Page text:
I was not fortunate enough to make it to this year’s WWNC in Tokyo, Japan, but the announcements to the NewtonTalk mailing list this morning blew me away. The entire Newton community will benefit greatly from the work that everyone put into their projects this year, so those of us unable to make the trek to Japan need not have worried that they’d miss out at all!
On Monday, Victor Rehorst, list-dad for the NewtonTalk mailing list and founder of the United Network of Newton Archives announced that Grant Hutchinson would be taking over the roll of list-dad, ”... very very soon.” While he was at it, Victor stated that “Someone needs to take unna.org, now.”
Update: Wow, I’m really kicking myself right now!
The following is a rough post that I wrote on January 7th, but held of posting for a little spit and polish. Unfortunately, I never got a chance to clean it up last night (I was planning to do it somewhat Chandan-style and actually provide a little description of the technology behind it, including comparisons between iChat & Starfire). Well, with Steve Jobs’ announcement of the iPhone — which, honestly, I was extremely skeptical about — you can really see why I should really have just made it live. Doh!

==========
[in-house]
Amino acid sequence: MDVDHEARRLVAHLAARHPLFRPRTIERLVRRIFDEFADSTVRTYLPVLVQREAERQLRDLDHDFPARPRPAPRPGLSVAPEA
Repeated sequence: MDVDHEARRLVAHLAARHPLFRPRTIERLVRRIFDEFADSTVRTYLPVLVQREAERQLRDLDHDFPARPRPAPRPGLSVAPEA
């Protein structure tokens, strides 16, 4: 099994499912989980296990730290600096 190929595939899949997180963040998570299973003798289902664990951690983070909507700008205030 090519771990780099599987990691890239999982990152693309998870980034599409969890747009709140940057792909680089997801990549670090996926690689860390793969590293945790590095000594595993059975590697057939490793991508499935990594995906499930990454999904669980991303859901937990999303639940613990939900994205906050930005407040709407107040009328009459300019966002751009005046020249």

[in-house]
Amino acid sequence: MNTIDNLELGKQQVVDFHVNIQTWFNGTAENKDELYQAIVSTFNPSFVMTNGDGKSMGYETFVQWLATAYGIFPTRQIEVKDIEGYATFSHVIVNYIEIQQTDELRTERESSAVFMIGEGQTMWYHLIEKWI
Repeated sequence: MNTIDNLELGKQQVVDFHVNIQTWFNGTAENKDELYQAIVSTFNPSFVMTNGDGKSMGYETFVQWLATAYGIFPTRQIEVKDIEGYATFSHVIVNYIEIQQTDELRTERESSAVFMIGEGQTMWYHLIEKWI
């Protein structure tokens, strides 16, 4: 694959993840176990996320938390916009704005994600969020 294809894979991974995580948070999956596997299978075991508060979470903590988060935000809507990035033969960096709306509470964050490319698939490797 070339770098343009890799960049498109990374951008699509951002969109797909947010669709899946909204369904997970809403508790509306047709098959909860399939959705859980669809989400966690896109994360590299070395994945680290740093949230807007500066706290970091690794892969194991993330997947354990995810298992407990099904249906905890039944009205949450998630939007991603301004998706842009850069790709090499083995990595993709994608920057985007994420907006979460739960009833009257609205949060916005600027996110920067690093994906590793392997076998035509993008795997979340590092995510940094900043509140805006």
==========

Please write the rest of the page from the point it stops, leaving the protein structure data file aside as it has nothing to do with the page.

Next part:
Simon Bell, developer of some excellent Newton software such as Mail V, has released a pre-beta of his previously-unannounced Newton Connection for Mac OS X software (or “NCX”, for short). It’s basically the Mac OS X functional (and visual, although modernized) equivalent of Apple’s Newton Connection Utilities which ran on Mac OS 9.x and earlier.
J. Tyler Nichols recently discussed his plans to develop a Newton Press (the not-entirely-stable-or-exactly-adhering-to-standards application used to create books for the Newton OS) replacement on the NewtonTalk mailing list. Today he’s announced that the web site is live, so Newton X Press has officially been announced to the world.
I don’t receive packages from overseas very often, so I’m not as good at estimating shipping times as well as Adriano obviously is… my Pico Card arrived today. I don’t think the timing could have been any better! (Is it odd that the first thing that comes to mind to say is, “Happy, happy, joy, joy!”? Ren & Stimpy has stained my generation.)